Spring snow snarls traffic, causes accidents in Armstrong County
A spring storm brought heavy, wet snow to the area overnight Sunday into Monday, slowing morning traffic, weighing down trees and wires and causing vehicle accidents.
Joe Claypoole of Kittanning got up early to shovel snow. “I didn't see much snow at 5 a.m.,” he said.
But three hours later when he got to Market Street, the sidewalks were covered with several inches to clear away.
“Let's hope with this snow — it's the last we see,” Claypoole said.
According to state police in East Franklin, the vehicle accidents were mostly minor and likely due to motorists driving too fast for road conditions.
Ken Campbell, PennDOT's assistant county maintenance manager, said full crews had been out treating roads with a salt and anti-skid solution since midnight.
By late morning as conditions improved on the main routes and highways, crews were able to turn their attention to secondary roads.
He said extra salt was ordered last week when the storm was first predicted.
Fortunately, the news gave people advanced warning and kept traffic to a minimum, Campbell said.
West Penn Power reported at least five customers were temporarily without power in Bethel and also in Bradys Bend.
The spring snow may have caused some people to grumble, but for others it brought an unexpected day off.
The Armstrong School District announced a two-hour delay before finally canceling classes. The day was to be made up Tuesday, which had been scheduled as the first day of spring break.
According to the National Weather Service, temperatures are expected to rise as the week progresses with weekend temperatures nearing 50 degrees.
Brigid Beatty is a staff writer for Trib Total Media. She can be reached at 724-543-1303 or email@example.com.
Show commenting policy
TribLive commenting policy
You are solely responsible for your comments and by using TribLive.com you agree to our Terms of Service.
We moderate comments. Our goal is to provide substantive commentary for a general readership. By screening submissions, we provide a space where readers can share intelligent and informed commentary that enhances the quality of our news and information.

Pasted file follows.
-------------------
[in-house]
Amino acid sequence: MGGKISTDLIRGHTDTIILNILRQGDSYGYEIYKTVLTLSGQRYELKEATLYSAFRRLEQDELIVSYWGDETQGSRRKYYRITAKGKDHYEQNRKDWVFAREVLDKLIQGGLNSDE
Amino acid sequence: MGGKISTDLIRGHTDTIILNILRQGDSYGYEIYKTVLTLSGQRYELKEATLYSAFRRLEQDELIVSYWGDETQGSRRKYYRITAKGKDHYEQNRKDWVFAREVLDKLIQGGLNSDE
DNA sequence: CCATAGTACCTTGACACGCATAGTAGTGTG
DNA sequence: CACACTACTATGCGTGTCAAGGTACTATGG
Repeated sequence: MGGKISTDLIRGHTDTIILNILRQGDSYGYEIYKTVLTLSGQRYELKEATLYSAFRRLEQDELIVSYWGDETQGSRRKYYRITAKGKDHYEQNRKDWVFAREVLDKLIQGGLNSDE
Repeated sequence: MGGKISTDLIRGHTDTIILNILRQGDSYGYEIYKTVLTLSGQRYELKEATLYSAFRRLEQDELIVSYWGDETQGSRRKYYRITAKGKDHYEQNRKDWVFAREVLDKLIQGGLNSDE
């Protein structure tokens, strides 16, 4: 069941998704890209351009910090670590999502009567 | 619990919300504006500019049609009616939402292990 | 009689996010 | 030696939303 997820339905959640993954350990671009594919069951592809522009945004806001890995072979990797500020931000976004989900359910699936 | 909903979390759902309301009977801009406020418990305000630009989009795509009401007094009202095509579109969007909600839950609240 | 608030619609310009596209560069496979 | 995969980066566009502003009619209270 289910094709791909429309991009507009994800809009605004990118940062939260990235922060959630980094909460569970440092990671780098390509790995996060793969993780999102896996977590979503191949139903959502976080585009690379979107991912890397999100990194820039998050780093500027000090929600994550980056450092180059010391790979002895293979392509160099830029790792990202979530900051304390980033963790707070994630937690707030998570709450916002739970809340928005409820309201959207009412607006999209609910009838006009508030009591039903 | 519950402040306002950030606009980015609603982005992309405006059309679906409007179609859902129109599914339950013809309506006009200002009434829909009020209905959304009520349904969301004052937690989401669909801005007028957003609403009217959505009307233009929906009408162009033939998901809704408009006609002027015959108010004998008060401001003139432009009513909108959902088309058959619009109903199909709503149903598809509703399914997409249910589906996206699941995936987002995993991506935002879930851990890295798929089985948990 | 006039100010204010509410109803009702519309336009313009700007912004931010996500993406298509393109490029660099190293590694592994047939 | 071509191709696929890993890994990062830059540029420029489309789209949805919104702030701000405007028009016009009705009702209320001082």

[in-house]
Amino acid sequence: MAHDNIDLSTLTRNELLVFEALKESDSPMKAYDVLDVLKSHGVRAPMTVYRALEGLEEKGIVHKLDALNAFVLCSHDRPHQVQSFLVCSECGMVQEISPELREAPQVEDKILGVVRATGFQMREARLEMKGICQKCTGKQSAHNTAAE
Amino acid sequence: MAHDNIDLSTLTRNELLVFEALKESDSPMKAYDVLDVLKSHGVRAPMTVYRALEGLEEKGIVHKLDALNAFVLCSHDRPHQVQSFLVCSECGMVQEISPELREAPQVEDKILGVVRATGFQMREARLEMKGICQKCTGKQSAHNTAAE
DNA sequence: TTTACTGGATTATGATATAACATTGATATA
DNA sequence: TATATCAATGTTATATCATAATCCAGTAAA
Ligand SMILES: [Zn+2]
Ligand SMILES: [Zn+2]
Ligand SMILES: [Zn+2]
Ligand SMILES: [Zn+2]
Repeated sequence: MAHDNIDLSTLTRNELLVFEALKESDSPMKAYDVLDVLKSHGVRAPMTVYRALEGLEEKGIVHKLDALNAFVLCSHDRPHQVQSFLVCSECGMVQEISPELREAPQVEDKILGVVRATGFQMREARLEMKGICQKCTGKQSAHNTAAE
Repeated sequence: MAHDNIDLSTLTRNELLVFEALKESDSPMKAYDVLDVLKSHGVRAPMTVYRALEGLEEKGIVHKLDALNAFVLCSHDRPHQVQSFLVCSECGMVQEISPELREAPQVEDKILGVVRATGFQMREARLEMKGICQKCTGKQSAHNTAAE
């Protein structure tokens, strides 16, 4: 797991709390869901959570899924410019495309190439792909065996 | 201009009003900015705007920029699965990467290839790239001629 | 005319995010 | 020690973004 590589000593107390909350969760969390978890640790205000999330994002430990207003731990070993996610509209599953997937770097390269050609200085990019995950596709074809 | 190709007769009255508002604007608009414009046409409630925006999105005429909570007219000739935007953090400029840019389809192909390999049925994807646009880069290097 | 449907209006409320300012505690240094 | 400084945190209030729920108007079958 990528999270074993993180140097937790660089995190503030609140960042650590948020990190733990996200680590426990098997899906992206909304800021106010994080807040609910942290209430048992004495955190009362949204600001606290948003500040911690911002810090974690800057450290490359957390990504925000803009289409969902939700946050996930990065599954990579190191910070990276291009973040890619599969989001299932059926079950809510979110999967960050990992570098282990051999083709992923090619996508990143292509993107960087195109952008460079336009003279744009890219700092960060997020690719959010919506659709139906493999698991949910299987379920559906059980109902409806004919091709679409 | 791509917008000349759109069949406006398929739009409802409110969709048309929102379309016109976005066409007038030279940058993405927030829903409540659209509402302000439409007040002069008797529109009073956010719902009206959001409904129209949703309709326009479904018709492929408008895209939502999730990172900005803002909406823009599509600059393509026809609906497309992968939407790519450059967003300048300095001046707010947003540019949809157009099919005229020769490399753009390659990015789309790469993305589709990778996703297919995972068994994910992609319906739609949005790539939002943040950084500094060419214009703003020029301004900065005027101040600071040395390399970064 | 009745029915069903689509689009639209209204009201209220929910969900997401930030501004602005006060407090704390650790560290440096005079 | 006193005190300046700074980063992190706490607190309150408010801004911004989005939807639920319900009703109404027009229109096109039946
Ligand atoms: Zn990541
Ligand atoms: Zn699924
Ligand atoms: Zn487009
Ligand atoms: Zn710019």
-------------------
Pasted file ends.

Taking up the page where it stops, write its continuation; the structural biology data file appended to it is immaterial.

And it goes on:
While most comments will be posted if they are on-topic and not abusive, moderating decisions are subjective. We will make them as carefully and consistently as we can. Because of the volume of reader comments, we cannot review individual moderation decisions with readers.
We value thoughtful comments representing a range of views that make their point quickly and politely. We make an effort to protect discussions from repeated comments either by the same reader or different readers.
We follow the same standards for taste as the daily newspaper. A few things we won't tolerate: personal attacks, obscenity, vulgarity, profanity (including expletives and letters followed by dashes), commercial promotion, impersonations, incoherence, proselytizing and SHOUTING. Don't include URLs to Web sites.
We do not edit comments. They are either approved or deleted. We reserve the right to edit a comment that is quoted or excerpted in an article. In this case, we may fix spelling and punctuation.
We welcome strong opinions and criticism of our work, but we don't want comments to become bogged down with discussions of our policies and we will moderate accordingly.
We appreciate it when readers and people quoted in articles or blog posts point out errors of fact or emphasis and will investigate all assertions. But these suggestions should be sent via e-mail. To avoid distracting other readers, we won't publish comments that suggest a correction. Instead, corrections will be made in a blog post or in an article.